Belfast Telegraph

'Tis the season to give others a helping hand

By Aaron Taylor, chief executive at Frankly

Over this past number of months I've had the privilege of spending some time with a lot of aspiring entrepreneurs, helping them shape their vision and outline their thinking for fundraising and scaling their businesses internationally.

Right now, it's clear there are a lot of really super talented people in Northern Ireland doing great things, but most of them are in need of structure, guidance and a role model to help keep them focused on what they need to do. With Christmas around the corner, it got me thinking about what entrepreneurs with some experience under their belts can do to give back and help those who are coming through and who are perhaps experiencing the same issues that we have had to deal with, or are still dealing with in growing businesses.

As we buy - or in my case get ready to start buying - presents for friends and family and begin to think of all the things we're going to give away this year, surely now is the time to look at what we can do to help others with big aspirations of their own.

Whether that is people in our own companies who need to be empowered to have the belief to do their job better, or a start-up entrepreneur who could benefit from a regular coffee meeting and someone to bounce ideas off - sometimes it doesn't take much to create that spark.

One of the things that makes start-up hubs like Silicon Valley, London and New York so successful is the willingness of people to give up time to help those around them. To strengthen them, to keep them going when times get tough, to inspire them to chase their dreams while at the same time keeping them focused on the tasks at hand.

Being an entrepreneur can be a lonely place. At times you can't share your concerns with your board for fear of spooking them, you can't share your concerns with your team in case you demotivate them, so for a lot of entrepreneurs, with no outlet to unburden themselves, there ends up being no choice but to internalise everything, which just adds to the pressure they are probably already feeling.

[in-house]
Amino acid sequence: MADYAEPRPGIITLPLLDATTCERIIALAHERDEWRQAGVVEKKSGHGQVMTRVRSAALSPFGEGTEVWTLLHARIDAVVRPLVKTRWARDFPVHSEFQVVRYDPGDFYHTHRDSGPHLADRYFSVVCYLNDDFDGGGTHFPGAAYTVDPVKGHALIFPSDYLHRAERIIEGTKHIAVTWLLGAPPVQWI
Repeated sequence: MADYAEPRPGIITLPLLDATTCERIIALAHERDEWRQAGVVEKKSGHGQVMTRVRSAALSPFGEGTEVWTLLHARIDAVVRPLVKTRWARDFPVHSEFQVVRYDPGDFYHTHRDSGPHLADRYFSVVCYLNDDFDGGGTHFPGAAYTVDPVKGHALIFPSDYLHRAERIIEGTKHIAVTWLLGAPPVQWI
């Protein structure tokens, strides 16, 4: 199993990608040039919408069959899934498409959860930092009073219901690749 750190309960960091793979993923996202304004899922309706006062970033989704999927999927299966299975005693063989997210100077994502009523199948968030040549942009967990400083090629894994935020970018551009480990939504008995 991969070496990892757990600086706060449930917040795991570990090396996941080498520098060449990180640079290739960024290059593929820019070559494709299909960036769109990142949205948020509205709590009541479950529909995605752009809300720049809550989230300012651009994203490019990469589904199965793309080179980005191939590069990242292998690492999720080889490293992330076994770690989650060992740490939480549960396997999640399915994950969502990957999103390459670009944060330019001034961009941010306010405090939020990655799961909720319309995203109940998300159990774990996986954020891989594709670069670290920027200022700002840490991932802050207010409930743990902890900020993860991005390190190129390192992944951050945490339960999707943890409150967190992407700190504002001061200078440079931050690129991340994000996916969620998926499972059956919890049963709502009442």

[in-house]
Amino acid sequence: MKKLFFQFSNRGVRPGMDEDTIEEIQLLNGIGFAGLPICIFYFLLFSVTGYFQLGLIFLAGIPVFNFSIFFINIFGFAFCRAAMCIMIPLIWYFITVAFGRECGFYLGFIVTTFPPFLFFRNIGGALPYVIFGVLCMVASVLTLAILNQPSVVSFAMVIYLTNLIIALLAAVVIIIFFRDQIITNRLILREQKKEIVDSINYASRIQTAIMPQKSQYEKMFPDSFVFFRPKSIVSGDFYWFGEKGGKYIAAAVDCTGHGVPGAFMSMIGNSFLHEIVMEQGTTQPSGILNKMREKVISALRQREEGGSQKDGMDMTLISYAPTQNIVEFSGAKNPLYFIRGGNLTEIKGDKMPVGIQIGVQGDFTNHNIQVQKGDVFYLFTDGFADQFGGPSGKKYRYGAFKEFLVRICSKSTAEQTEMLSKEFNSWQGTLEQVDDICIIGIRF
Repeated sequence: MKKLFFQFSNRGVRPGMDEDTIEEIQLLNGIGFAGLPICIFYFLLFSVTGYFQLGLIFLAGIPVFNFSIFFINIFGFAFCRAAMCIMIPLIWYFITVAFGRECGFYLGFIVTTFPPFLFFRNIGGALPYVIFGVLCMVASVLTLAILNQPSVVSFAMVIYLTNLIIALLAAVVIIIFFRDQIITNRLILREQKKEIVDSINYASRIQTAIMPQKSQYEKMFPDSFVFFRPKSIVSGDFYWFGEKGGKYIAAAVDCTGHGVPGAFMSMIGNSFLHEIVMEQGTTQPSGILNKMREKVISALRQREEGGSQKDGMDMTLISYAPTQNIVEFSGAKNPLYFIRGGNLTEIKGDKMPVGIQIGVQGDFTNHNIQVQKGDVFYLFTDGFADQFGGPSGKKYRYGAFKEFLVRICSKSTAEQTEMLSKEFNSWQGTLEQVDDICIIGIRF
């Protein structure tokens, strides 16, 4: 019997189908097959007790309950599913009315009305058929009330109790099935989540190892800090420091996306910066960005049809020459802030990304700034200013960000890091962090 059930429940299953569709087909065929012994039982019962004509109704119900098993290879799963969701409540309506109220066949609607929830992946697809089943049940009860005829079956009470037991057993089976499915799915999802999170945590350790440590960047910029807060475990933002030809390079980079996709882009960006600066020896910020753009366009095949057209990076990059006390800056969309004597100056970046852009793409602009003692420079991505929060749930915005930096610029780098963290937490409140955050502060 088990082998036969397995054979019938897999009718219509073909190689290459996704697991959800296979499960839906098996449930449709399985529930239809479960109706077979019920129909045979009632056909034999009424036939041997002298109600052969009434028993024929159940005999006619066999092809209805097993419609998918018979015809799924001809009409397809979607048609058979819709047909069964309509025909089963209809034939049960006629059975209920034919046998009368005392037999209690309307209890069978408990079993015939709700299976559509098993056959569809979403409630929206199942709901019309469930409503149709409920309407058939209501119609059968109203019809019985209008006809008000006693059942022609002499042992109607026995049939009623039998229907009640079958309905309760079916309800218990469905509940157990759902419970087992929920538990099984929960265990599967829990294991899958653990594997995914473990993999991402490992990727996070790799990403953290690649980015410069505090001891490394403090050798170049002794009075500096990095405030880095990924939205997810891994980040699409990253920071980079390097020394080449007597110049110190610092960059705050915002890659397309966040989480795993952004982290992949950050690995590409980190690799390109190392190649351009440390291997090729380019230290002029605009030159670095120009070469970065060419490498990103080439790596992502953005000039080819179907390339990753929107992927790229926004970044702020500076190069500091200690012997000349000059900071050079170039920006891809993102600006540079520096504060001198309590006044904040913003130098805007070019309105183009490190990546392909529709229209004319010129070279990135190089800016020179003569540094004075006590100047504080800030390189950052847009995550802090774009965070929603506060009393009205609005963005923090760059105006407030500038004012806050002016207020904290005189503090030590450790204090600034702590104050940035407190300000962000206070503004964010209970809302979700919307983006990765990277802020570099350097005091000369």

As a business community, particularly in the digital and technology start-up space, we need to make sure we are the people who can offer a sounding board to the many aspiring entrepreneurs who want to create something new. They are the future. Those who have covered some of the hard yards and enjoyed the taste of success need to remember what it was like starting out, to remember the help, guidance and hand-holding received from their own mentors; advice that was required to get from stormy waters into calmer seas.

Looking around Belfast, there are some exciting companies coming through - companies like Locate a Locum, Humain, Limitless and TAG Performance, to name but a few. These companies, and many others with real potential to make it big, will no doubt be looking for that assistance on the next stage of their journeys.

Given that it's the season of goodwill, I would recommend anyone with time and value to add to get in touch with some of those exciting start-ups and maybe arrange to grab a coffee to hear what they are doing; to see if there's something that you can help with. Sometimes, being a sounding board is all that's needed. Sometimes you'll have a connection or relevant experience that will help solve a problem that's been bothering them.

As a small tech community, we really need to come together and help each other maximise our chances of being successful. Only by pulling together and supporting each other, are we really going to be able to achieve the goal of putting Northern Ireland on the global map and being recognised as a start-up environment that's going places, driven by our own, homegrown entrepreneurs.

Recently, a group of us from Northern Ireland have set up a new venture that will be announced soon which taps into that need. Our aim is to help provide an environment that will ensure the current and next generation of entrepreneurs have the belief that everything is achievable, with the infrastructure in place in Belfast to help make anything possible.

My hope this Christmas, is that when you read this, you too will have that same aim, and look at how you can support and inspire those around you.

Belfast Telegraph